26 July 2005

Dead tree bloggers start to understand


Slowly but surely, newspapers and online portals are beginning to change the way they work with the Web. They're beginning to understand that the important thing about it is not keeping people on their site, it's getting people to return to their site.

A good example of the former is About.com, which puts a branded frame around every link you follow from that site. Sure, there's a "Remove frame" button, but I find it all so annoying that I will only go to About.com as a last resort.

It's understandable why newspapers originally wanted to be your one and only site on the Web; the metaphor they're working from is the printed newspaper. In that world, customers typically buy only one of the local papers. So when the papers went online, they wanted to make sure that people "bought" their site.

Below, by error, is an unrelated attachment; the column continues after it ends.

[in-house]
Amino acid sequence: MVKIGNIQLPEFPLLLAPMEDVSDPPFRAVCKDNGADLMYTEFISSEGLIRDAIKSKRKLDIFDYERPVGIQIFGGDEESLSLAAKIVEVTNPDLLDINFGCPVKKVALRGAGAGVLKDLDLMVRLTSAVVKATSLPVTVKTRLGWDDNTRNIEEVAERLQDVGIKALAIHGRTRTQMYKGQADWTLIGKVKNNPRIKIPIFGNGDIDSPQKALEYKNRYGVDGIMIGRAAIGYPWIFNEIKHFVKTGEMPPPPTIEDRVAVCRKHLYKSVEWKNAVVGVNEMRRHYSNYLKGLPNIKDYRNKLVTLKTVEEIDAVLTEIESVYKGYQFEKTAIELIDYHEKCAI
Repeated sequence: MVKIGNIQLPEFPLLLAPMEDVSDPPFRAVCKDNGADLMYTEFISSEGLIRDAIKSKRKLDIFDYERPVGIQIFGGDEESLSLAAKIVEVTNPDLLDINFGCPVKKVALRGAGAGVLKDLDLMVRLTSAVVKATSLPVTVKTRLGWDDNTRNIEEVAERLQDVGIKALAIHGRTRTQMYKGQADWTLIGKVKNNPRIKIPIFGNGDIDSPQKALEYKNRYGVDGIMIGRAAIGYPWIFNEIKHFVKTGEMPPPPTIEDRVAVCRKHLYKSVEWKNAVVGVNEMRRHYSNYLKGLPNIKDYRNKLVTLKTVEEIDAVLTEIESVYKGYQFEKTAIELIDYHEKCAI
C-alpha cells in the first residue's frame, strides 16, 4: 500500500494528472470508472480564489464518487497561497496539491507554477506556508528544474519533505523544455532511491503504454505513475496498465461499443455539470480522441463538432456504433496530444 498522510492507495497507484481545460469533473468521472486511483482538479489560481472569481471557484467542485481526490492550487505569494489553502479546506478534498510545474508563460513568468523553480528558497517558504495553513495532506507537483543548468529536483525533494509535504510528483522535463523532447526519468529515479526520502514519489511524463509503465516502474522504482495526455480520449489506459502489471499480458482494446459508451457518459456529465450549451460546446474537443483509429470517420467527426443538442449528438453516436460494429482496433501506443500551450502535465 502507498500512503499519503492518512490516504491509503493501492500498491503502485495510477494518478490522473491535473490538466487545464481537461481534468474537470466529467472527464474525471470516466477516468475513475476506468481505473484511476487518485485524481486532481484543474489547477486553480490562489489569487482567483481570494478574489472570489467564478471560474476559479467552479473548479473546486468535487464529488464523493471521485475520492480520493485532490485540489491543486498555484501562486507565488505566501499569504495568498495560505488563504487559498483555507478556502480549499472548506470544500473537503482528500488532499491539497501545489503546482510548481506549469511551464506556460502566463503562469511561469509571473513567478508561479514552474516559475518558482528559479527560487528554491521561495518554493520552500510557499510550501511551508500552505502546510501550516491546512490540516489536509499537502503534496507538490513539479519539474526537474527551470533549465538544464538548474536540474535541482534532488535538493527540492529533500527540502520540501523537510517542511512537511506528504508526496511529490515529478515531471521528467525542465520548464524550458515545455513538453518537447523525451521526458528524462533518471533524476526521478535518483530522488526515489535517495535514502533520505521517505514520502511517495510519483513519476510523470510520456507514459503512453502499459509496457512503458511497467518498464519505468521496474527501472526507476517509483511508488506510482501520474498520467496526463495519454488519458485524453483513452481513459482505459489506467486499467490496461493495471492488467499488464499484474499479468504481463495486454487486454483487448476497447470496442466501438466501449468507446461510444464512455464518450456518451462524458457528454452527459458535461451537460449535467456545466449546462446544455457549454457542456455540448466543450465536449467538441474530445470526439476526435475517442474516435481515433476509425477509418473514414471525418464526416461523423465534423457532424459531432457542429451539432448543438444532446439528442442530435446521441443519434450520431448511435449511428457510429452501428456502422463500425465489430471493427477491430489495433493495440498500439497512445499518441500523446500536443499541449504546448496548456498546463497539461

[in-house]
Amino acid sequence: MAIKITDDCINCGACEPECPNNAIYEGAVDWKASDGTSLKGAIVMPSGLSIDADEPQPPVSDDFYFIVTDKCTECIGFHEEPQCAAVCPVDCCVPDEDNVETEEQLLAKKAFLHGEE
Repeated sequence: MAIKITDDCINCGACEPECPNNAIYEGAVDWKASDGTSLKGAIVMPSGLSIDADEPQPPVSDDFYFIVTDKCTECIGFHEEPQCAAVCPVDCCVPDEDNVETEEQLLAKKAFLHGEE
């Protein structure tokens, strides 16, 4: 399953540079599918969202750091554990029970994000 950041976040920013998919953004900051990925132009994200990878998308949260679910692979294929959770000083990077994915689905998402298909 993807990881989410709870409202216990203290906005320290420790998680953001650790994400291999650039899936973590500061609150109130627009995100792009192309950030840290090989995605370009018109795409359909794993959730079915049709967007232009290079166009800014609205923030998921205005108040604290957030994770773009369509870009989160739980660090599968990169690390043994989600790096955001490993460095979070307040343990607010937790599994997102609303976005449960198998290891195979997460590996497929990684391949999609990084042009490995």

The problem is, the Web works best as, well, a web. It's much more like the front porch of the general store in a small Texas town, where several people sit and discuss whatever they feel like. You can sit and listen, join in, and choose who to believe. If you want people to listen to you in that environment, you'd better have a good story to tell and tell it well. If you can do that, people will make sure to be there when you are, and will listen to whatever you have to say.